Yesterday, I went out with a couple of friends and had a lovely lunch and chat. One friend is a very longstanding friend, the other is someone I'm just getting to know and so she asked about why I don't drive and I explained about my low vision and she asked about me wearing glasses and I explained my vision issues stem from my abnormal brain structure.
I've blogged about my brain before, but I thought I'd share my 'funny photos' again.
For the purpose of comparison, let me show you the brain of a normal adult.
The black spots in the middle of the brain are ventricles; small holes between the hemispheres of the brain which contain fluid.
So, I'm quite well endowed in the ventricle department...
|more of my brain|
About 30-40 percent of my brain is missing. Whenever doctors see this - even those who specialise in brains - the general consensus is that I should not be able to walk or talk. I have to admit, I don't look at these scans very often, but when I do, I feel a level of awe at the human body to compensate and work around obstacles. I always feel very thankful that despite this abnormality, I live a relatively normal life. I certainly can walk and talk! Boy can I talk!
I'm fairly certain this brain structure plays a very big part in all my idiosyncrasies - and probably is a big part of why people sometimes look at me like I come from another planet. At the same time, I wouldn't be anyone else! I'd love to be able to drive, but not if it came at the cost of how I view the world and the connections I make between ideas. I like how I think. I'm creative and I know I bring a different perspective to the world that many people enjoy (well, my husband and kids and parents, anyway)...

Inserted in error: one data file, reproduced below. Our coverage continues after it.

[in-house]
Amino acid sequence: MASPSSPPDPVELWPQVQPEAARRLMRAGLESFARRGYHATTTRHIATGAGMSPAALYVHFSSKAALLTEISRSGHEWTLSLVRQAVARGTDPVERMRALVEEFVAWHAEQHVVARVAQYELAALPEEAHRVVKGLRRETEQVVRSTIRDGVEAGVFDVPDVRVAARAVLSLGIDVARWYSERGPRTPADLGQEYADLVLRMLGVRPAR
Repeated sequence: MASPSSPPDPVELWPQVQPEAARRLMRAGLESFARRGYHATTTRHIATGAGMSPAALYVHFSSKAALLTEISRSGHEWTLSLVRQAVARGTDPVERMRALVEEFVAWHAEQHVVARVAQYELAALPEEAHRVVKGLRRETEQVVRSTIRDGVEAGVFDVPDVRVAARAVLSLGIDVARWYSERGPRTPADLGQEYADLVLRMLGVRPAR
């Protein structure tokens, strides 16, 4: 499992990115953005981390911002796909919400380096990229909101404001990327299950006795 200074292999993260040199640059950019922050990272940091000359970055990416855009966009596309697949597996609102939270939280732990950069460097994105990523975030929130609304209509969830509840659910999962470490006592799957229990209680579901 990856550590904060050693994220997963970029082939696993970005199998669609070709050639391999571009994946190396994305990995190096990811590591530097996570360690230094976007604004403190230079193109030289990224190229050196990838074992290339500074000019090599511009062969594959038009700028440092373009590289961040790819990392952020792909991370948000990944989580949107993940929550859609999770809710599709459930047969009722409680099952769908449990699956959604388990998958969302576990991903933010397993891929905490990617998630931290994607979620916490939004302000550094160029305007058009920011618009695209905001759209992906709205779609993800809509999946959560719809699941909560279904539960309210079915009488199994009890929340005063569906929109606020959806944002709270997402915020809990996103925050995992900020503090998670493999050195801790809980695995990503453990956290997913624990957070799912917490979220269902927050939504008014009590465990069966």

So, this week I'm thankful for the following:
- I'm thankful that ultrasounds weren't widely available when mum was pregnant with me. Had doctors seen my brain structure they would have most likely advised my parents that I would be born in a vegetative state and there's a strong likelihood the pregnancy would have been terminated for compassionate reasons.
- That my parents were unaware of the extent of my condition until I was into my second decade and as a result they treated me as a capable - if somewhat scatterbrained - human being. This has lead to me being relatively self-reliant.
- I'm thankful that I can walk and I can talk. Even amongst people with enlarged ventricles, like myself, that is rare.
In other news
- I've been very thankful this week that my three year old is absolutely adoring the freedom of roaming around our large backyard! He's grown independent and capable enough now to be left to his own devices for hours on end - we just peek out the back door every so often. He jumps on the trampoline, he climbs into and on the cubby house. He's let himself in under the house and into the garage - which isn't great and we've secured both those places! Mostly, I'm so very thankful that he really enjoys his own company and is content to just potter around. Being outside really helps with his emotional stability as well. Tantrums have decreased by about 80% and that makes everyone happy!
- I'm grateful that we had it confirmed yesterday that the Grumpy Old Man did not actually do anything wrong on his last driver's test. His driving instructor had a chat with the tester and it was determined that there was a break in communication and had the tester been more clear in his instruction, the Grumpy Old Man would have been able to follow his instinct and would have passed the test with flying colours. The decision cannot be reversed, of course, which is frustrating, but at least the Grumpy Old Man knows he can pass the test!
- I'm thankful that the cloud that was so thick over my head a few weeks ago seems to have lightened considerably. I hope it continues to dissipate!
What are you thankful for? Linking up with Kate Says Stuff for Thankful Thursday!